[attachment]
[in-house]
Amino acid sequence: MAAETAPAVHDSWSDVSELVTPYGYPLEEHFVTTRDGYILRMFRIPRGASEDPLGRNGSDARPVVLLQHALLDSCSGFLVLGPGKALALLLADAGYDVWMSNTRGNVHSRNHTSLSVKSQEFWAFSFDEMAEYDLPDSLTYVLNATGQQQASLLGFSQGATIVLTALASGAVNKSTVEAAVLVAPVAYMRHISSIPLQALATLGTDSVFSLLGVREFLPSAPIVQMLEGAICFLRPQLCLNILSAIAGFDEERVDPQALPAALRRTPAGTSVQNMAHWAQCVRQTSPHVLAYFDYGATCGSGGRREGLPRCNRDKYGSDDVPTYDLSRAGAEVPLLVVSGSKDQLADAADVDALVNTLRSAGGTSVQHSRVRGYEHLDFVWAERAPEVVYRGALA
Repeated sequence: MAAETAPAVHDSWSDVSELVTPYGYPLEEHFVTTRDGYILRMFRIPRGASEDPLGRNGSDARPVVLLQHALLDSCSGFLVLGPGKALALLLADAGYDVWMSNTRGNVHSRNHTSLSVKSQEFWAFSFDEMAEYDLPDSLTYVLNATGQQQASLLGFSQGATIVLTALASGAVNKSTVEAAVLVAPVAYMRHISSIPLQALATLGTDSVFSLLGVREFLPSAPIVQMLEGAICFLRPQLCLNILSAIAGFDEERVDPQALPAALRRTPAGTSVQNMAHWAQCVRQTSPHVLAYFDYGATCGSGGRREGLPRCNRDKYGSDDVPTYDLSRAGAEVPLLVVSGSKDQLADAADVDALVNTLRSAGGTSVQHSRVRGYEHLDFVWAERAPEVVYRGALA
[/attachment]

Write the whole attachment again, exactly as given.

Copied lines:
[in-house]
Amino acid sequence: MAAETAPAVHDSWSDVSELVTPYGYPLEEHFVTTRDGYILRMFRIPRGASEDPLGRNGSDARPVVLLQHALLDSCSGFLVLGPGKALALLLADAGYDVWMSNTRGNVHSRNHTSLSVKSQEFWAFSFDEMAEYDLPDSLTYVLNATGQQQASLLGFSQGATIVLTALASGAVNKSTVEAAVLVAPVAYMRHISSIPLQALATLGTDSVFSLLGVREFLPSAPIVQMLEGAICFLRPQLCLNILSAIAGFDEERVDPQALPAALRRTPAGTSVQNMAHWAQCVRQTSPHVLAYFDYGATCGSGGRREGLPRCNRDKYGSDDVPTYDLSRAGAEVPLLVVSGSKDQLADAADVDALVNTLRSAGGTSVQHSRVRGYEHLDFVWAERAPEVVYRGALA
Repeated sequence: MAAETAPAVHDSWSDVSELVTPYGYPLEEHFVTTRDGYILRMFRIPRGASEDPLGRNGSDARPVVLLQHALLDSCSGFLVLGPGKALALLLADAGYDVWMSNTRGNVHSRNHTSLSVKSQEFWAFSFDEMAEYDLPDSLTYVLNATGQQQASLLGFSQGATIVLTALASGAVNKSTVEAAVLVAPVAYMRHISSIPLQALATLGTDSVFSLLGVREFLPSAPIVQMLEGAICFLRPQLCLNILSAIAGFDEERVDPQALPAALRRTPAGTSVQNMAHWAQCVRQTSPHVLAYFDYGATCGSGGRREGLPRCNRDKYGSDDVPTYDLSRAGAEVPLLVVSGSKDQLADAADVDALVNTLRSAGGTSVQHSRVRGYEHLDFVWAERAPEVVYRGALA